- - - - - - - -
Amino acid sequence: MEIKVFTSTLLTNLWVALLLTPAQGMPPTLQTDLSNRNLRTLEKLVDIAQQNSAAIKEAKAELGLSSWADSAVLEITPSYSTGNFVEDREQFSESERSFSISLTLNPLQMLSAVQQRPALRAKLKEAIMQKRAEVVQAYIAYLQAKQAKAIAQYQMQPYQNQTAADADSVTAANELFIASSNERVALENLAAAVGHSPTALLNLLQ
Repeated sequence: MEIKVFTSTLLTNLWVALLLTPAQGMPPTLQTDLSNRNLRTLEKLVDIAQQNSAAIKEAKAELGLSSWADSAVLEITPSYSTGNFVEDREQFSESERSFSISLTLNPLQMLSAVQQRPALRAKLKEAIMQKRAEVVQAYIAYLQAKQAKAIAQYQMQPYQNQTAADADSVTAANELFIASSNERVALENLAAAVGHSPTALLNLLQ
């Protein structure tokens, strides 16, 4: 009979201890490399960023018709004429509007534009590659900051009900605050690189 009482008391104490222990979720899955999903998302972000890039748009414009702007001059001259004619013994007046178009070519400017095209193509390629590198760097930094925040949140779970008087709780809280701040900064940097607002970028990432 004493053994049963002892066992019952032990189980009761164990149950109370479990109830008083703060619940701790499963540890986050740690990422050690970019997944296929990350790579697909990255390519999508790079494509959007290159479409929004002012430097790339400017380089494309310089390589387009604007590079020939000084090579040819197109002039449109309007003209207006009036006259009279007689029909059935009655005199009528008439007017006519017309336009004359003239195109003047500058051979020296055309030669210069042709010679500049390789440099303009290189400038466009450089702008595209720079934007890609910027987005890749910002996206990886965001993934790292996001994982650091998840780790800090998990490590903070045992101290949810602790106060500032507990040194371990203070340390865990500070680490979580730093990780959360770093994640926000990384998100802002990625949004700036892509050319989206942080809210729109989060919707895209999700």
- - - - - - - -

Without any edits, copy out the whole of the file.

Amino acid sequence: MEIKVFTSTLLTNLWVALLLTPAQGMPPTLQTDLSNRNLRTLEKLVDIAQQNSAAIKEAKAELGLSSWADSAVLEITPSYSTGNFVEDREQFSESERSFSISLTLNPLQMLSAVQQRPALRAKLKEAIMQKRAEVVQAYIAYLQAKQAKAIAQYQMQPYQNQTAADADSVTAANELFIASSNERVALENLAAAVGHSPTALLNLLQ
Repeated sequence: MEIKVFTSTLLTNLWVALLLTPAQGMPPTLQTDLSNRNLRTLEKLVDIAQQNSAAIKEAKAELGLSSWADSAVLEITPSYSTGNFVEDREQFSESERSFSISLTLNPLQMLSAVQQRPALRAKLKEAIMQKRAEVVQAYIAYLQAKQAKAIAQYQMQPYQNQTAADADSVTAANELFIASSNERVALENLAAAVGHSPTALLNLLQ
């Protein structure tokens, strides 16, 4: 009979201890490399960023018709004429509007534009590659900051009900605050690189 009482008391104490222990979720899955999903998302972000890039748009414009702007001059001259004619013994007046178009070519400017095209193509390629590198760097930094925040949140779970008087709780809280701040900064940097607002970028990432 004493053994049963002892066992019952032990189980009761164990149950109370479990109830008083703060619940701790499963540890986050740690990422050690970019997944296929990350790579697909990255390519999508790079494509959007290159479409929004002012430097790339400017380089494309310089390589387009604007590079020939000084090579040819197109002039449109309007003209207006009036006259009279007689029909059935009655005199009528008439007017006519017309336009004359003239195109003047500058051979020296055309030669210069042709010679500049390789440099303009290189400038466009450089702008595209720079934007890609910027987005890749910002996206990886965001993934790292996001994982650091998840780790800090998990490590903070045992101290949810602790106060500032507990040194371990203070340390865990500070680490979580730093990780959360770093994640926000990384998100802002990625949004700036892509050319989206942080809210729109989060919707895209999700």